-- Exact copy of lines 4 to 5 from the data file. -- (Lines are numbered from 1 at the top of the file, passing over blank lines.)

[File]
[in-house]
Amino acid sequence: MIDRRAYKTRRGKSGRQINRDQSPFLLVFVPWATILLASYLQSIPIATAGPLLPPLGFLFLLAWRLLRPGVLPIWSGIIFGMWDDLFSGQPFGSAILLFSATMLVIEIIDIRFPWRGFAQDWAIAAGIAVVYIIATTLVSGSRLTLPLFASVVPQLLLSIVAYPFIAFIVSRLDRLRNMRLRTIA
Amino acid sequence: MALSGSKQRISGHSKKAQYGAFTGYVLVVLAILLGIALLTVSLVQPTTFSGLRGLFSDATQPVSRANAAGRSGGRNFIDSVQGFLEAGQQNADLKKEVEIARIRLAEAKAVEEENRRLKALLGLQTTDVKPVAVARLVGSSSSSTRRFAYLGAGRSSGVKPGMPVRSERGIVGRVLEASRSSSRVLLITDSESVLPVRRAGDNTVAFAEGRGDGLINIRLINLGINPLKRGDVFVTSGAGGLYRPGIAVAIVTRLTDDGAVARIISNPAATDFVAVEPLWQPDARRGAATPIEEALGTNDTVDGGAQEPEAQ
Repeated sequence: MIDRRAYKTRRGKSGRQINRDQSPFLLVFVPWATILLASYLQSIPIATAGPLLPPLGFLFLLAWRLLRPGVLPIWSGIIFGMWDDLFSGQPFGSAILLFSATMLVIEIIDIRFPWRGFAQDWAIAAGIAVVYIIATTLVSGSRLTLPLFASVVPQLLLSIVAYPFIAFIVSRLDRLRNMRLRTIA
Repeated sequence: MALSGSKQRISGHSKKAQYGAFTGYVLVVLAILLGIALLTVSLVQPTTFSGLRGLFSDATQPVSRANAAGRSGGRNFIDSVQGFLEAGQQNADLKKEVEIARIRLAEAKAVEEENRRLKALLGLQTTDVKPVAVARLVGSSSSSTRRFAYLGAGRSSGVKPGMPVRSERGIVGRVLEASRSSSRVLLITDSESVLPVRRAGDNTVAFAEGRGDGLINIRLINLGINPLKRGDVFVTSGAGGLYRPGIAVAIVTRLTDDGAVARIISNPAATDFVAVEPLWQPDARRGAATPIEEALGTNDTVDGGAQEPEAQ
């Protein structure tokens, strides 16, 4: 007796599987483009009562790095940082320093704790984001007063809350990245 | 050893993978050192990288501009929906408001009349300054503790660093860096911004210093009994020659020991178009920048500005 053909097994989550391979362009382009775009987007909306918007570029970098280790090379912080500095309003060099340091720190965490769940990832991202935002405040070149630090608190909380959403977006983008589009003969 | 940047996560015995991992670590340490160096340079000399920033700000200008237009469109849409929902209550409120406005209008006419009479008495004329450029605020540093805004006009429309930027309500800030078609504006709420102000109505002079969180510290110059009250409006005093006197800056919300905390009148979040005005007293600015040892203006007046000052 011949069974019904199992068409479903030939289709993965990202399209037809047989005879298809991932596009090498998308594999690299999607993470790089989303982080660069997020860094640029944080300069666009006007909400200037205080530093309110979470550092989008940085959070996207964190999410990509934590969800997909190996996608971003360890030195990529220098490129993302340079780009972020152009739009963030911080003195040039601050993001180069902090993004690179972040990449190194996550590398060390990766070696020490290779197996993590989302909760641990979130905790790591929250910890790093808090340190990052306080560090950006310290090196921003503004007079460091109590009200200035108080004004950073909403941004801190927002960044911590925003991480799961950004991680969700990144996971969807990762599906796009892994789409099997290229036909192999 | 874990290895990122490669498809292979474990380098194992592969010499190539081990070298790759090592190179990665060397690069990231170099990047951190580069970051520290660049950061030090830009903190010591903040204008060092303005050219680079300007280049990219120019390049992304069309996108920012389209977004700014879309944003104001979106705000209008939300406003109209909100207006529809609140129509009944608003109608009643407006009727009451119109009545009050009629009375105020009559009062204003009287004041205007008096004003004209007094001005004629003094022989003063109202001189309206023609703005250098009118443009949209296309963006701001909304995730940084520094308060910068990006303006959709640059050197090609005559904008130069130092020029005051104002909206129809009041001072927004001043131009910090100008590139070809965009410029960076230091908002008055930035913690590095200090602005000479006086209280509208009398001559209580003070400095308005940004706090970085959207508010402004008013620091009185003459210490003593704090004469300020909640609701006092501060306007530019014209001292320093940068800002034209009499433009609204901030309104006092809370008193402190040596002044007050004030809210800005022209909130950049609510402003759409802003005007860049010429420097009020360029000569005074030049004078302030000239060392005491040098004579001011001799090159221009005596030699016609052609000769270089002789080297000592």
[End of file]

Repeated sequence: MIDRRAYKTRRGKSGRQINRDQSPFLLVFVPWATILLASYLQSIPIATAGPLLPPLGFLFLLAWRLLRPGVLPIWSGIIFGMWDDLFSGQPFGSAILLFSATMLVIEIIDIRFPWRGFAQDWAIAAGIAVVYIIATTLVSGSRLTLPLFASVVPQLLLSIVAYPFIAFIVSRLDRLRNMRLRTIA
Repeated sequence: MALSGSKQRISGHSKKAQYGAFTGYVLVVLAILLGIALLTVSLVQPTTFSGLRGLFSDATQPVSRANAAGRSGGRNFIDSVQGFLEAGQQNADLKKEVEIARIRLAEAKAVEEENRRLKALLGLQTTDVKPVAVARLVGSSSSSTRRFAYLGAGRSSGVKPGMPVRSERGIVGRVLEASRSSSRVLLITDSESVLPVRRAGDNTVAFAEGRGDGLINIRLINLGINPLKRGDVFVTSGAGGLYRPGIAVAIVTRLTDDGAVARIISNPAATDFVAVEPLWQPDARRGAATPIEEALGTNDTVDGGAQEPEAQ